One of the best things about being the historical fiction editor for the Australian Women Writers Challenge is getting to know some of Australia’s marvellous historical fiction authors. The very lovely Wendy Dunn is joining me for Behind the Pen today and I’m so pleased to have this opportunity to showcase her novels.
How many novels have you written and published?
I have three published novels, Dear Heart, How Like You This?, The Light in the Labyrinth, Falling Pomegranate Seeds: The Duty of Daughters, plus a number of started, but, at the moment, very stalled manuscripts filed away for a later time. I am hoping to live a long, long time because I have so many novels I want to write.
How long on average does it take you to write a novel?
I really want to say two years – and I did complete my first and second published novels in that time, but Falling Pomegranate Seeds: The Duty of Daughters, my third published novel, was actually a work I started after the 2002 publication of Dear Heart, How Like You This? The original version of Falling Pomegranate Seeds: The Duty of Daughters had no success in finding a publisher, but I received a lot of encouragement for the work in its twelve or so rejections. The overall feedback from publishers made me realise I needed to change my POV character for the sake of the story I was telling. Rather than face doing that, I distracted myself by completing a PhD in writing; The Light in the Labyrinth was my creative artefact for that. I finally overhauled Falling Pomegranate Seeds: The Duty of Daughters in 2015, and it was published by MadeGlobal in 2016. LOL –so the time it took to write Falling Pomegranate Seeds: The Duty of Daughters, the first novel of my Katherine of Aragon story, has tossed a spanner into any hope of me having an average time to write a novel. But, I believe a novel will be finished when it is finished.
Can you tell us about your backlist? I believe some of your earlier novels have new editions being released. How has this come about?
Dear Heart, How Like You This? (2002) and The Light in the Labyrinth (2014) were both published by Metropolis Ink – a small, but excellent USA publisher who always nurtured and believed in me as a writer. Metropolis Ink (MI) was operated by two partners – one in America and the other in Australia. The American partner celebrated his 75th birthday last year and decided it was time for MI to close its doors. However, his Australian partner wanted to continue in publishing, and started his own imprint: A Distant Mirror. I was delighted that he still wanted to publish my first two novels. The new edition of Dear Heart, How Like You This? has just been released, and I expect the new edition of The Light in the Labyrinth will be out very soon.
It has been somewhat surreal re-visiting my first novel, but I love the new look of its cover:
How far has your writing career evolved from when you first began to write to what it is today? Is this in line with your initial expectations?
I had no expectations when I decided to be serious about pursuing a writing career, only a lot of hopes. I had wanted to be an author of books since I was a child, but it took me a long, long time to find the courage to brave walking the road to achieve this goal.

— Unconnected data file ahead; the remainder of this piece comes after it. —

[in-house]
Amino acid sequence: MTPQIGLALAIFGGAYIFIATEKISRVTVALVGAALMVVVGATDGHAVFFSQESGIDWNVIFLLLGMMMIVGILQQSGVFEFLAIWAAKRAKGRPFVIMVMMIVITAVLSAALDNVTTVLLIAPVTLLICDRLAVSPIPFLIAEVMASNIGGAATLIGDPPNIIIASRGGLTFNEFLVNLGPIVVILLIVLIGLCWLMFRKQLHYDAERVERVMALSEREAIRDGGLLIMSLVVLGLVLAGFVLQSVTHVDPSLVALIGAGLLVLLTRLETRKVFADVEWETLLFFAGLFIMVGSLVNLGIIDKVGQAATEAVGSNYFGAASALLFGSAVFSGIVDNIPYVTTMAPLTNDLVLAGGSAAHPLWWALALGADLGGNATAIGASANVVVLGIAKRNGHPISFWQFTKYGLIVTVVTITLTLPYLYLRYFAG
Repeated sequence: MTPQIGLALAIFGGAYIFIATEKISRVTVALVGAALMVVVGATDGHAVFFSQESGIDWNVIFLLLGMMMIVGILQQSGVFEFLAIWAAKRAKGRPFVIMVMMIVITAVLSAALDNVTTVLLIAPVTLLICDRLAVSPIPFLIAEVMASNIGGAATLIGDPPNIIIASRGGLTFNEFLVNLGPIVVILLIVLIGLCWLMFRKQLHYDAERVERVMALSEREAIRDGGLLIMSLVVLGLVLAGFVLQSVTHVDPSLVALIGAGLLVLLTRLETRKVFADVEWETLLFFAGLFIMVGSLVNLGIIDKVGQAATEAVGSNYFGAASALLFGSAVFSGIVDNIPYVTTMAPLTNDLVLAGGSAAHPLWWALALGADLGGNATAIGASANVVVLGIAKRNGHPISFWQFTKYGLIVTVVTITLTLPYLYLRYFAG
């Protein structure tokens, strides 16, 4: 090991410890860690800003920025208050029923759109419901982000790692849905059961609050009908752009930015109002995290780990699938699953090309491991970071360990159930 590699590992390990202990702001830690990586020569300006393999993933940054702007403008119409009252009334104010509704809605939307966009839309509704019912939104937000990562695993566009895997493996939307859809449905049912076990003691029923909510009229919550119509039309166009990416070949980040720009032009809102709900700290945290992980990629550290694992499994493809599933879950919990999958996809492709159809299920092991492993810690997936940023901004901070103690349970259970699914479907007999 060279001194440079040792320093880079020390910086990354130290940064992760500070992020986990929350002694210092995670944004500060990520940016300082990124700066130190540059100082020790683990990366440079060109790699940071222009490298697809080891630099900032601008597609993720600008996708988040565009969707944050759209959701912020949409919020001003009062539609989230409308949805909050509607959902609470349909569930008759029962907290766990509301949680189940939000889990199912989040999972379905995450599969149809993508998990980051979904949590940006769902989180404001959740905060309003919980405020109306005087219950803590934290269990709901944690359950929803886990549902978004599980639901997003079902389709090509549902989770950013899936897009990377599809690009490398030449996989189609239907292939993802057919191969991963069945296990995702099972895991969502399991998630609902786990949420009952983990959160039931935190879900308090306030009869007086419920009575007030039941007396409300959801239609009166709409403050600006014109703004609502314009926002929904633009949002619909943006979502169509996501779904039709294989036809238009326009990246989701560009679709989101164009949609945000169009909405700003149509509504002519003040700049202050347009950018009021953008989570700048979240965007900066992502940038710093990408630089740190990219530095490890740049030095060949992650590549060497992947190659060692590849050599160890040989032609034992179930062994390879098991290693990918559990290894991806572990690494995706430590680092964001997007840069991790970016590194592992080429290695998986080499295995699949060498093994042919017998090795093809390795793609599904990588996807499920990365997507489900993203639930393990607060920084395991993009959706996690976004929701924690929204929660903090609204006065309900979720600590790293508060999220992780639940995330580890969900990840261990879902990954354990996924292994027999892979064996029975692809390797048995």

Life also kept me extremely busy. I married at eighteen, had my first child at nineteen, completed a Bachelor of Arts, Diploma of Education and Graduate Diploma in the Arts with three young children in tow. The Graduate Diploma not only immersed me in creativity in all its forms, but also had another writer doing the course. I told him I had started writing a novel, and he asked to read it. When he handed the first chapters back to me, he told me he loved it; more importantly, he told me I was a writer. Hearing those words, at the right time in my life, was what I needed to hear; the floodgates opened to the novel I had wanted to write since my twenties. Words poured out of me and by the end of the course I had finished the first draft of Dear Heart, How Like You This?
Following after my lifelong dream of becoming an author has turned my life into a true adventure. I never expected to gain my PhD – or to work at a university as a tutor of writing. Or have three novels published.
Reading and writing has transformed and empowered my life – and continues to do so.
How much research do you do? How do you balance the demands of getting the facts right and telling a good story?
I build my characters – real and imagined – through thorough research. I love researching history and deepening my knowledge about people of the past, which means every novel I write increases my own personal reference library. But research is only just the start of the process. One of my most favourite quotes about writing historical fiction comes from the pen of William Styron. He writes, “While it may be satisfying and advantageous for historians to feast on rich archival material, the writer of historical fiction is better off when past events have left him with short rations”. Short rations, in my mind, means gaps in historical records; those gaps are what open the doors for my imagination to step inside.
So, research inspires my imagination, which goes on to generate writing. I love those moments when I lose sense of self and I become a scribe to this waking dream happening in my mind. Sometimes, I wake from this dream agonized as to where my dream has taken me. But historical fiction often means taking a stand, and to trust your research and your instincts about human psychology. My writing philosophy is alike to Margaret Atwood’s. She writes, ‘when there was a solid fact, I could not alter it … but in the parts left unexplained – the gaps left unfilled – I was free to invent’ (Atwood 1998, p.1515).